The University of Oxford is the oldest university in the English-speaking world. The Faculty of Classics is the largest group of scholars in the field, and enjoys a foremost reputation in the subject worldwide. The Faculty contains 8 established Chairs, 65 lecturers and research staff, and in excess of 100 graduate students. The main authors and the main historical periods from the Mycenaean world to the Byzantine are all covered, usually by several scholars; the more specialised disciplines, such as Papyrology, Epigraphy, Numismatics, Pre-Socratic Philosophy and Comparative Philology, have specialist posts devoted to them.
The Faculty boasts the largest number of externally-funded research projects of any humanities subject at Oxford covering a range of archaeological, artistic, historical, linguistic and literary subjects, and there are nearly 500 undergraduates reading at the University. The work of the Faculty has taken on a variety of new energies and patterns since the opening of the Stelios Ioannou School of Classical and Byzantine Studies in 2007.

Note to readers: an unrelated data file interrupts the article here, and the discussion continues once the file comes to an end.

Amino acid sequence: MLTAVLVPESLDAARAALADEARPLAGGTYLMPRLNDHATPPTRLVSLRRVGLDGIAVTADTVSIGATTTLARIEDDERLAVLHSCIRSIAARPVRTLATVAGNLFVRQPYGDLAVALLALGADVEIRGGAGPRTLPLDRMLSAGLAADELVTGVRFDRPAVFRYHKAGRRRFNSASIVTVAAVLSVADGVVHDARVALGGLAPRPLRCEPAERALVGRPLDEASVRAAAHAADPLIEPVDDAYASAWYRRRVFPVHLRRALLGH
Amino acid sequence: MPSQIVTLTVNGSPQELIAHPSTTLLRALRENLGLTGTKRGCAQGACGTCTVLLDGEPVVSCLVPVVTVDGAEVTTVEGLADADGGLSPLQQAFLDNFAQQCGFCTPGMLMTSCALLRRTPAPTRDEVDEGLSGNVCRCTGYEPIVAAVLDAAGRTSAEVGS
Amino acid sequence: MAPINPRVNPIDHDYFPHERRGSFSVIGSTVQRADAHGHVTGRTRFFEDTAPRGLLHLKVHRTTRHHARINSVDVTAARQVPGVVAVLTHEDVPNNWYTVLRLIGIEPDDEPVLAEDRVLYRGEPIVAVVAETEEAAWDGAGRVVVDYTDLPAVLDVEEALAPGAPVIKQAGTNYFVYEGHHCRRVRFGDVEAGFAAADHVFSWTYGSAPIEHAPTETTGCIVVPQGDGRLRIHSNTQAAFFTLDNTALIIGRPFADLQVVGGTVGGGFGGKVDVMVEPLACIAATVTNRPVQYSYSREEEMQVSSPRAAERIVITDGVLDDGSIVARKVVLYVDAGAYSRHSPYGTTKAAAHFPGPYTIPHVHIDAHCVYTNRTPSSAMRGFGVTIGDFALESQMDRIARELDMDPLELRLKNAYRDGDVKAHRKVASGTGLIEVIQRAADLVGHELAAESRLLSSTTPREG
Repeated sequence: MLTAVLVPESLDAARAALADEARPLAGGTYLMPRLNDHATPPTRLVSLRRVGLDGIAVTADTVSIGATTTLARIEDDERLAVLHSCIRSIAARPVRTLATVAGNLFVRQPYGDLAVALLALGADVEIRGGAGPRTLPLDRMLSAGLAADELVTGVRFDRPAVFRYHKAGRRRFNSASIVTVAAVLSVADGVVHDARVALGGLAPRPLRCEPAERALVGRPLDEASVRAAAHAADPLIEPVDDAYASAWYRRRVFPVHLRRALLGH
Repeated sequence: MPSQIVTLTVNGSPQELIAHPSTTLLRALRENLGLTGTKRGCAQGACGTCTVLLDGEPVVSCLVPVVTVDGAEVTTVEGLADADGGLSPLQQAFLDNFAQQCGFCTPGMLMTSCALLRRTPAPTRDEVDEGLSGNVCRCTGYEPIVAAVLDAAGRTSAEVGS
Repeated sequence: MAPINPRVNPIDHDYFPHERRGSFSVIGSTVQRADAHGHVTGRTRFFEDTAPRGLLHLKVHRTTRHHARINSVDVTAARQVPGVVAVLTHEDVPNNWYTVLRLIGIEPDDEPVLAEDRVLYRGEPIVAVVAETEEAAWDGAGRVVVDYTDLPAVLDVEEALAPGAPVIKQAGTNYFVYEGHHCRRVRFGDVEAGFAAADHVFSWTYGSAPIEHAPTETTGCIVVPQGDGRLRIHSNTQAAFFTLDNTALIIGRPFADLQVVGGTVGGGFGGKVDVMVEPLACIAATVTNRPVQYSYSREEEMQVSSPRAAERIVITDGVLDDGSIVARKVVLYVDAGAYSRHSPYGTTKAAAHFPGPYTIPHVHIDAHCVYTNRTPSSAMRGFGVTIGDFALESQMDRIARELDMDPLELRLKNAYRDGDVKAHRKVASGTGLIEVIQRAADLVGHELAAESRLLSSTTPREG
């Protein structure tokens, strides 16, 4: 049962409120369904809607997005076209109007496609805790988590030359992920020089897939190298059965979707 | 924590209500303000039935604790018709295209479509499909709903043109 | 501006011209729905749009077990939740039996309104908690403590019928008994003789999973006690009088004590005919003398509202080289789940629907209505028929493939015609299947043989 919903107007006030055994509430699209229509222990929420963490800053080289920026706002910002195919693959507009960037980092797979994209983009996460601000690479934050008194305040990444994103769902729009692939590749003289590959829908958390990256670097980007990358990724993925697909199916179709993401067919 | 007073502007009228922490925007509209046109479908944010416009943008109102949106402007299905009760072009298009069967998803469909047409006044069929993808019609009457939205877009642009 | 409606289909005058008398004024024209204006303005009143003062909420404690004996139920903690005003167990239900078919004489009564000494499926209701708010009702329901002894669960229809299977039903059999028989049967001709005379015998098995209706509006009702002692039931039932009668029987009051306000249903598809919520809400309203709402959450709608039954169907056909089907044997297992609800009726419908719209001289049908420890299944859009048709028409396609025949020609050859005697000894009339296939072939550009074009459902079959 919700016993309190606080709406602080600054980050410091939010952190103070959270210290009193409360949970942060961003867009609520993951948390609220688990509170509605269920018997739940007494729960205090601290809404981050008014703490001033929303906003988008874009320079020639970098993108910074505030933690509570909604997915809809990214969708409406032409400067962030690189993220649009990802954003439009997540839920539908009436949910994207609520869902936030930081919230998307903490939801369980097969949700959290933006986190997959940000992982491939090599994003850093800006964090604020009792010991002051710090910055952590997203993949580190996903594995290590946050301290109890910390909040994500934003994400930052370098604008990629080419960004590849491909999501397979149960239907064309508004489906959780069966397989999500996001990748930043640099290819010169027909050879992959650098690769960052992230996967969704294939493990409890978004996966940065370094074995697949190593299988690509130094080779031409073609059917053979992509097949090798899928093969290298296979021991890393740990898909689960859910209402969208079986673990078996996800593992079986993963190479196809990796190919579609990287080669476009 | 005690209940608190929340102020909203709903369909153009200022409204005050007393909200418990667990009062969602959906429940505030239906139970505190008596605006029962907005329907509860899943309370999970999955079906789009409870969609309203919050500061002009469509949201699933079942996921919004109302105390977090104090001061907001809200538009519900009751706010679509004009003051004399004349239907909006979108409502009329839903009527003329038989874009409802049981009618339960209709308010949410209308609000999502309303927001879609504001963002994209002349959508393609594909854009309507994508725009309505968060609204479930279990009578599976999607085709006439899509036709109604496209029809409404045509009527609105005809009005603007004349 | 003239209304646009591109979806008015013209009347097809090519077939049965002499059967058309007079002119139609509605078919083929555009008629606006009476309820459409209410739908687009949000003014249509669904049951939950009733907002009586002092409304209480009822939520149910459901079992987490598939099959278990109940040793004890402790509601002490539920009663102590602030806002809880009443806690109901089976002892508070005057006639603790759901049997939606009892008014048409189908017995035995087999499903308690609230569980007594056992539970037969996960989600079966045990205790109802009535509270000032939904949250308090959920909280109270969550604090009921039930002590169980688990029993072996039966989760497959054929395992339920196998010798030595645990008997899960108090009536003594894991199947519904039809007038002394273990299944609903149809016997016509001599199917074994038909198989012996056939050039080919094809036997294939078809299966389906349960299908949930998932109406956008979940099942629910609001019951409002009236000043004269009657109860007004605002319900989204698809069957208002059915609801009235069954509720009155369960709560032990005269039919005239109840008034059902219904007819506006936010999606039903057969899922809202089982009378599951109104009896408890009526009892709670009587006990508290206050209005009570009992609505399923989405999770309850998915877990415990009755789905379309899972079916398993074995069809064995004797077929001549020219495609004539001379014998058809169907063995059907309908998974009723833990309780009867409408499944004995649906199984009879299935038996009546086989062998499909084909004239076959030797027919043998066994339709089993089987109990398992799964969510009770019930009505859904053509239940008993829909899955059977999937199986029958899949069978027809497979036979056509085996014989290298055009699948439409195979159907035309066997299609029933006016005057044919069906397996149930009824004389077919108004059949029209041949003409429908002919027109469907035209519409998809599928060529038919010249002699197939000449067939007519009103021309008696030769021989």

The Athens Dialogues provide a welcome opportunity to further engage with scholars from other leading institutions and we are delighted to take part in the process of developing the future of the study of the Hellenic heritage.